All experiments including preprocessing, developing, and evaluation of the model, were performed using Python version 3.6 and PyTorch 1.5 on NVIDIA GP102, GTX 1080 Ti.

Evaluations and statistical analysis

A tenfold cross-validation strategy was used to evaluate network performance and generalizability. True positive cases, true negative cases, false positive cases, and false negative cases are denoted as TP, TN, FP, and FN respectively. The quantitative evaluation metrics used are listed below..

$${\text{Accuracy}} = \frac{{{\text{TP}} + {\text{TN}}}}{{{\text{TP}} + {\text{TN}} + {\text{FP}} + {\text{FN}}}}$$
$${\text{Sensitivity}} = \frac{{{\text{TP}} }}{{{\text{TP}} + {\text{FN}}}}$$
$${\text{Specificity}} = \frac{{{\text{TN}}}}{{{\text{TN}} + {\text{FP}}}}$$
$${\text{Dice Score}} = \frac{{{2 } \times {\text{the Area of Overlap}}}}{{\text{the total number of pixels in both images}}}$$

Qualitative evaluations were conducted with attention maps and class activation maps (CAM). A detailed description of CAM can be found in Additional file 1: Appendix SB. The one-way ANOVA pairwise t-test was performed with a confidence level set at 95%. In the process of evaluating multiple pairwise performances, a heightened susceptibility to committing a Type I error is observed. In order to mitigate this, a corrective measure known as the Bonferroni correction Eq. (5) was applied on the α level restricting a more confined threshold for the adjusted p-value to reject the null hypothesis.

$${\text{Bonferroni-corrected p value}} = \frac{{\text{The original p value}}}{{\text{The number of tests performed}}}$$


Nodule segmentation

We observed a smooth decrease in the training loss with a fluctuated mean dice score in the validation loss due to the overfitting of the model. Therefore, we include a dropout rate of 20% during each epoch. Example cases of the segmentation results are shown in Fig. 3 for the LIDC dataset and the in-house dataset. We were able to see the similarity between the ground truth and the generated mask. We achieved an average dice score of 0.761 on the validation dataset after 50 epochs of training. The ADAM optimizer was used with the learning rate and dropout rate as 0.0001 and 0.2, respectively. Data augmentation, including random flips, intensity scaling, and intensity shifting, were used to improve model performance. The dice loss function was used as a metric to access the model performance and evaluate the testing dataset. The sliding window inference method which uses a rectangular or cube region of fixed dimension that "slides" across an image was applied to create binary classifications on whether or not each voxel belongs to a nodule. Although computationally expensive, this method determines if the window has an object that interests us. Accelerated methods such as cache IO and transform function featured by MONAI were also used to expedite the training process.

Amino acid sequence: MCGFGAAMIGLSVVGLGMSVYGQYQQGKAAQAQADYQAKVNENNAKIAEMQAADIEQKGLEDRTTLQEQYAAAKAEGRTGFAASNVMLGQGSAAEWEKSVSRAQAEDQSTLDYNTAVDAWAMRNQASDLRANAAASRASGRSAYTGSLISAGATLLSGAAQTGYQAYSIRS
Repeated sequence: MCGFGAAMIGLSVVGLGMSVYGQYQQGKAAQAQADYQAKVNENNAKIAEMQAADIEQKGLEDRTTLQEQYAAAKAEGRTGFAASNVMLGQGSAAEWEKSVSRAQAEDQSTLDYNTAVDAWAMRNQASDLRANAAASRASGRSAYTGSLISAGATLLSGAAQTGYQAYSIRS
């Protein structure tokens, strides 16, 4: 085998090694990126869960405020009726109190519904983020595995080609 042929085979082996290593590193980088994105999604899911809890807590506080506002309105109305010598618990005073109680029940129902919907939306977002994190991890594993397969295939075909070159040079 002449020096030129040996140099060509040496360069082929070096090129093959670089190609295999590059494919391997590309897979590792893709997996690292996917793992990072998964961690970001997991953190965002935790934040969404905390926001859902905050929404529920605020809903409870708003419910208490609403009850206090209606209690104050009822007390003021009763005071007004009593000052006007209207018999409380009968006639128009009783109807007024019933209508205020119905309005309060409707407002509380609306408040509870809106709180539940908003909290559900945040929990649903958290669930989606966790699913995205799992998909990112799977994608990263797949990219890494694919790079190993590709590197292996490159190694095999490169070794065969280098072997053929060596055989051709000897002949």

All experiments including preprocessing, developing, and evaluation of the model, were performed using Python version 3.6 and PyTorch 1.5 on NVIDIA GP102, GTX 1080 Ti.

3D AG-Net Pre-training on LIDC-IDRI

To ensure the effectiveness of the 3D AG-Net for the nodule malignancy classification task, we validated the classification model using the LIDC dataset, which has public benchmarks. The model was trained with an early stopping strategy with patience of 50 epochs based on the highest validation accuracy. The network used binary cross-entropy (BCE) loss for nodule malignancy classification. The input data is a 64 × 64 × 64 voxel CT nodule image, Adam optimizer with an initial learning rate set at 0.0002, batch size 128. All experiments were conducted on an Nvidia GTX 1080 Ti GPU with PyTorch library. We achieved 91.57%, 83.34%, 90.46%, and 0.95 for accuracy, sensitivity, precision, and AUC, respectively, with the S1 and S2 (benign) versus S4 and 5 (malignant), which is compatible with the state-of-the-art models' performances (Additional file 1: Appendix SC). The result trained with the complete LIDC dataset, S1, S2, S3 (benign) versus S4 and S5 (malignant), also reported here as 85.11%, 77.78%, 88.54%, and 0.90 ± 0.04 for accuracy, sensitivity, specificity, and AUC, respectively (Table 2). Although the model trained with the complete LIDC dataset achieved lower metrics scores, it serves as a better initializer for the training of the in-house dataset since the complete dataset better reflects the real-world conditions. Therefore the model is more generalized for later applications.

Table 2 Quantitative results

3D AG-Net training on the in-house dataset